Failure to recreate plasmonic heating simulation in a paper


#1

Hi all,

I am trying to benchmark plasmonic heating with dimers by recreating the result of this paper: Nanoscale control of optical heating in complex plasmonic systems (Baffou, Quidant, García De Abajo. ACS Nano, 2010). I extracted this 2 figures

If I run FDTD for the figure 5e then I obtain the same near field and the absorption cross-section is identical to figure 5a for cero degrees. However, if I calculate the absorbed power at the given intensity and run DEVICE (with water modelled via conduction no convection because they also model it via conduction), I obtain this temperature profile:

In my simulation the illumination is from beneath instead of from above but that just changes the orientation. If we look at figure 5a and 4b and 4c we see that the absorption cross-sections at 45 degrees are lower but nevertheless they report and increase in temperature of 80 degrees, which is in the order of my result for the cero degrees.

In summary I am not sure if my simulation is well or not as this paper seems to be ambiguous in their heat simulations. They don’t use lumerical but that should not be the cause of this difference. I would appreciate any help and insight with this paper. I also uploaded my optical and thermal simulation:

Test_Cabs.fsp (312.3 KB)

tre.ldev (6.2 MB)

Thank you very much!

Kind regards,

Gabriel


#2

Hi @g.w.castellanosgonza, I have taken a look at your files and wanted to ask a few questions,

  1. How did you get the source power value in your Pabs analysis group in the FDTD project file?

  2. In your DEVICE project file how did you decide on the thermal conductivity value of water and how did you decide on the size of the simulation region? Does the paper give any information about these? (the size of the simulation region will have an impact on your final temperature).


#3

The way I find the power value is as follows:

  Pabs = I * Area

where I = 1mW/um2 taken from the paper and Area = area of the TFSF perpendicular to the direction of the light propagation

That’s how I calculate the power value. Regarding the size, I am aware that it influences the thermal temperature. However, I found that beyond some value (typically a size span of 5 um the final temperature distribution does not change significantly


#4

Hi @g.w.castellanosgonza, Thanks for the clarifications. How about the value of ‘k’ for water? Are you using the same value as they did in the paper? The reason I ask this is because if you increase the value of k the temperature will decrease (for example when I changed k from 0.6 to 1, the temperature dropped from 395 K to 358 K).


#5

Hi @aalam, I have been doing an exhaustive check of that paper and I think that they made a typo in the scale of those graphs. There is figure 4b and 4c and when I simulate the same conditions the temperature obtained is of the same order.

However, regarding this thermal simulations I have another question: I am trying to simulate the temperature and obtain a temperature map with high detail, in particular close to the structure, but as I go for higher detail the simulation takes more and more time. What is the optimal/smart way to obtain high detail? So far I have played only with the min edge length and max edge length of the triangles. I am reading now about the mesh constraint. I am assuming this works in similar fashion than with FDTD and I can get a fine detail in the region I want. Is that right?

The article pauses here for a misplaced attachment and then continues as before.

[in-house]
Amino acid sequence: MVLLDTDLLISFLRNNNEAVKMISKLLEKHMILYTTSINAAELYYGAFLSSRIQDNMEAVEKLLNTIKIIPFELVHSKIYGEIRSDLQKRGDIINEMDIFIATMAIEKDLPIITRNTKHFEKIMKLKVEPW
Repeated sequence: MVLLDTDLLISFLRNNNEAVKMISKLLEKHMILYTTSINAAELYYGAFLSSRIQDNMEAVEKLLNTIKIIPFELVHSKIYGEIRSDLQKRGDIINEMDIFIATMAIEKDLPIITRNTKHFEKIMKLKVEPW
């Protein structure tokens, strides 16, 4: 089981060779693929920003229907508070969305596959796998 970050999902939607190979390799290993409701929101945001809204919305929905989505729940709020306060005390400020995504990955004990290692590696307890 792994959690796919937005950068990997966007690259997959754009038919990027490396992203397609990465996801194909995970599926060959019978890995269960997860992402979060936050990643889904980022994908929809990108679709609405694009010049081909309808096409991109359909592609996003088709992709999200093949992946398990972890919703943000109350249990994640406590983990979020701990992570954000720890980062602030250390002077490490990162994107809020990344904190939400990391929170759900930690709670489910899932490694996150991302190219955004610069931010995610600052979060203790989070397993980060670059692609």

Thanks a lot for your help.

Best regards,

Gabriel


#6

Hi @g.w.castellanosgonza, I am glad that you were able to verify your results. Regarding getting a finer mesh in a region of interest you have the right idea. The mesh constraint in DEVICE works in a manner similar to the one in FDTD. The main difference is that instead of defining the mesh size in all directions like FDTD, you will have to define a single parameter (max edge length) in the DEVICE mesh constraint which will limit the edge length of all the elements inside that volume. For your purpose you can therefore place the mesh constraint in the volume surrounding the spheres and restrict the size of the elements to a small value.


#7

Hi @aalam, I have been doing simulations with the mesh constraint but I think it was not really doing anything as the resulting temperature map was still not smooth. Next figure illustrates the case of best resolution I could get. As you can say there are some irregularities:

The simulation I used to obtain this image is also uploaded:
Heat_GapSweep10_30_1.ldev (6.3 MB)

Is that the best way to obtain a fine detail of this simulation? Because if I reduce the numbers of the max edge length then the tessellating process takes forever and the simulation actually breaks.

Thanks for the help in advance!

Kind regards,

Gabriel


#8

Hi @g.w.castellanosgonza, using the mesh override region is the correct approach here to refine the mesh around the spheres. I believe the problem in your case is coming from the fact that you are using a very small number for the deflection tolerance (1e-6 um) which somehow is affecting the overall meshing process in an adverse way. When I changed this deflection tolerance to 1e-4 um the mesh seems to be refining as expected by the mesh override object (screenshot below).

Reducing the max edge length is not a good approach here because that will make the mesh finer everywhere which will make the simulation very very large unnecessarily. When you want to refine the mesh in a selected region the mesh override region is the better option.


#9

Hi @aalam,

Indeed, you are right. I tried with your suggestion and it worked very well. Thanks a lot!

Kind regards,

Gabriel